When it comes to cooking seafood at home, it doesn’t get much easier than scallops.

Less of a hassle to eat than crabs, less expensive (and more satisfying, to me) than lobster, scallops are simple to prepare and add that hint of special that’s just right for an at-home Valentine’s dinner.

Scallops pair well with steak or on their own, and you’ll want to keep two things in mind when cooking both. Pat the exterior dry and season liberally before searing over a high heat.

Always go for dry-packed. Scallops taste so good at nice restaurants (usually) because they aren’t wet scallops, or scallops that have been soaked in a brine and can leave a weird aftertaste.

Higher-end grocery stores sell dry or dry-packed scallops that, though expensive, will cost less than what you’ll pay for them in a restaurant. Because they don’t have excess moisture inside, the dry surface will sear nicely when it comes in contact with the high heat of the pan.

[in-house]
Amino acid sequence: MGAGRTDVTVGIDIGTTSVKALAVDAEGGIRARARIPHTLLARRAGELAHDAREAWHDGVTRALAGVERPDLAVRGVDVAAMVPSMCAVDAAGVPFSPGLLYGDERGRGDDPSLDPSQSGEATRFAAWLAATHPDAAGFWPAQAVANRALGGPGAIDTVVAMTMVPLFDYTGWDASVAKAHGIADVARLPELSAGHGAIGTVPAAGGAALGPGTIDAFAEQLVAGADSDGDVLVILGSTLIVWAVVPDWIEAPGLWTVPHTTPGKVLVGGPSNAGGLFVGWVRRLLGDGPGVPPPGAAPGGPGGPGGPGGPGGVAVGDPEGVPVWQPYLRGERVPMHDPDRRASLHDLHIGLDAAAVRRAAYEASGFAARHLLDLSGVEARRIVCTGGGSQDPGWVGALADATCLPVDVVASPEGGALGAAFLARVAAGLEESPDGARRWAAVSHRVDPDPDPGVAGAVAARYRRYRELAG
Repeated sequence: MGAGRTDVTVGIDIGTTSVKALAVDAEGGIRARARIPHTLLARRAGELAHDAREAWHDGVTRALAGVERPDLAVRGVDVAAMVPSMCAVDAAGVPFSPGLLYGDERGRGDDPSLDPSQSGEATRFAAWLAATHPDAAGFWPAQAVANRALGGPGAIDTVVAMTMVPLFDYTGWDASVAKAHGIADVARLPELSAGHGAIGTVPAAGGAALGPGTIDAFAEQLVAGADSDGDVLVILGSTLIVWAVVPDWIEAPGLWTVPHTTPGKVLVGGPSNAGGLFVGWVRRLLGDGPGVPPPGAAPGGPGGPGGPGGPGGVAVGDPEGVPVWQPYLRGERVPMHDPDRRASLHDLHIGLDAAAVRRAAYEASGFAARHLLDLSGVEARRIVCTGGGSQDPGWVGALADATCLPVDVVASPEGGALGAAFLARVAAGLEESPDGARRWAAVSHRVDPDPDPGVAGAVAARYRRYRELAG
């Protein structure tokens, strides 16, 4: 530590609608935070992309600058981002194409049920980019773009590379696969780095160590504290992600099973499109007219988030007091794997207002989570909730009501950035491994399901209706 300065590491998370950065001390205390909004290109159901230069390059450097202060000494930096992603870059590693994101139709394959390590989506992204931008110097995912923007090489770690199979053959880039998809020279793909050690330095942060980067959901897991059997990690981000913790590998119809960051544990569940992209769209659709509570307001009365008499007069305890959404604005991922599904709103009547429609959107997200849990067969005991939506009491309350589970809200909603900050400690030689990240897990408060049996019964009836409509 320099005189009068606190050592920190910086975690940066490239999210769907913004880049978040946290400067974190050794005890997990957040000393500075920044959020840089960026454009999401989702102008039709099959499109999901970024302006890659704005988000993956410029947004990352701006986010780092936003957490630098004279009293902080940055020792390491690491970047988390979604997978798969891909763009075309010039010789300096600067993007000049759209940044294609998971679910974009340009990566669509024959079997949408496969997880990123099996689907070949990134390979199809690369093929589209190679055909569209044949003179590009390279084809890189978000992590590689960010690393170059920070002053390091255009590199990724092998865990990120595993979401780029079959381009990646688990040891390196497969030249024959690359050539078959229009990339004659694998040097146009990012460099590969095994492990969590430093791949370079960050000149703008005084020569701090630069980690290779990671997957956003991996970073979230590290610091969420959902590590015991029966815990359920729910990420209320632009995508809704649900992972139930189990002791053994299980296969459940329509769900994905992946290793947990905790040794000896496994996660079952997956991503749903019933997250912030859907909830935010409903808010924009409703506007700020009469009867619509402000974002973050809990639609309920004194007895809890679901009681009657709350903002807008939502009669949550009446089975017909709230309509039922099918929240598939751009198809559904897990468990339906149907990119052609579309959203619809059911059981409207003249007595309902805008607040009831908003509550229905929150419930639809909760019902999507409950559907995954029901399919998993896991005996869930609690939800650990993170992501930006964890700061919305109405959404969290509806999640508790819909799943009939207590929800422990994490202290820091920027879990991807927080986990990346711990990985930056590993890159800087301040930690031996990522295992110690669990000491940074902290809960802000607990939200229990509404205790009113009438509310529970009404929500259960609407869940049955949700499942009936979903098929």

Use a paper towel to dry them well and then sprinkle with salt. You might have to remove a small muscle on the side of the scallop if the fishmonger hasn’t done so already.

Use fresh if you can, but frozen scallops can be thawed in the refrigerator overnight. Just make sure to pat them dry. Water is your enemy when you’re trying to get a sear - on scallops or a steak.

Seared Scallops in Gin, Brown Butter and Tarragon

We don’t always indulge ourselves at the pricey end of the fish counter, but when we do, we buy scallops. They’re our favorite seafood treat, but they’re not cheap, so we want to make sure we cook them perfectly every time. The best way is to sear these beautiful little mollusks to a perfect dark brown crust, leaving the center medium-rare. We pair them with a nutty brown butter sauce infused with the flavors of garlic, lemon, tarragon and gin.

- Emily Clifton and Matt Clifton

• 12 large dry (never-frozen) sea scallops

• Kosher salt and freshly cracked black pepper

• 2 tablespoons neutral oil, such as canola and grapeseed

• 4 tablespoons unsalted butter

• 1 medium shallot, chopped (about 1/4 cup)